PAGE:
Lost the rules? Here’s the front and the back.
Want to be an awesome person and leave a review? Please, help me out.
Want to learn how to manufacture a card game and the economics of it? I wrote it out.
Interested in actually learning what the cards mean? Read on.
For everything else? There’s Mastercard.
The crux of the game is to avoid medical bankruptcy, and the joke is it’ll happen even if you try your hardest to avoid it. Isn’t that hilarious?
About 41% of working age Americans have problems paying their medical bills or are currently paying off medical debt. People can find themselves with expensive bills for all sorts of reasons, but I thought I’d use this game to highlight a few.
Surprise Billing - Explaining this to a normal person makes me sound insane. But even if your hospital is in-network, sometimes they’ll be staffed with physicians that may not be in your network. This will result in a surprise bill, which is especially annoying if you didn’t even get a say in the matter (like, I don’t know, if you were unconscious). Luckily surprise bills will soon be a thing of the past.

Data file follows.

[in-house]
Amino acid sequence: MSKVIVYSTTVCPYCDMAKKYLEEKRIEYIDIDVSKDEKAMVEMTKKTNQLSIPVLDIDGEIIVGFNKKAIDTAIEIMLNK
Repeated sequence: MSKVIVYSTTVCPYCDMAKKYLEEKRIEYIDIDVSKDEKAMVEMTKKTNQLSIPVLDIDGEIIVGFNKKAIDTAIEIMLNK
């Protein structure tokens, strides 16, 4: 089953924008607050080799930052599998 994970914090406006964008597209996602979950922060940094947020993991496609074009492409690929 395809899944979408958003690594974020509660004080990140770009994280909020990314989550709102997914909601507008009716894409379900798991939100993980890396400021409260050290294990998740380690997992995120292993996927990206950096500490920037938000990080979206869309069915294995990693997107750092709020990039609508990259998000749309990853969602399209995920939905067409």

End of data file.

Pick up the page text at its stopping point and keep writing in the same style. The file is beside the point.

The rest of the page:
Claim Denied - Insurers are salivating at the mouth looking for reasons to deny a claim. This could be going to an out-of-network hospital or getting a surgery they deemed unnecessary. If possible, try to ensure that whatever goods or services you’re getting is covered by your insurance.
Formulary Change - Your insurance company works with a pharmaceutical benefits manager (PBM) to figure out what drugs they will cover or not and how much you’ll pay. This is called a formulary. Sometimes there are medicines that aren’t cost-effective which they don’t think warrants coverage. Unfortunately these decisions can be made abruptly and force patients to switch medications. Check to make sure your insurer has your medication covered if you take something regularly.
Lost Wages - Bankruptcy may not come from the health bills alone, but also because it’s hard to work if you’re sick. Couple that with the fact that you need to keep your job to keep your insurance and you really have a system designed to make sure people work instead of recover. U-S-A, U-S-A.
Sometimes a macro event gives the healthcare system a lil’ shake up. These cards represent some of the systemic changes that can cause huge shifts in US healthcare.
Presidential Election - Every 4 to 8 years a new president is elected and their agendas for healthcare can totally differ. This is unfortunately why it’s so difficult to run experiments in healthcare - it’s going to be more than 4 years before you get results and a president with a different agenda might walk back your efforts completely.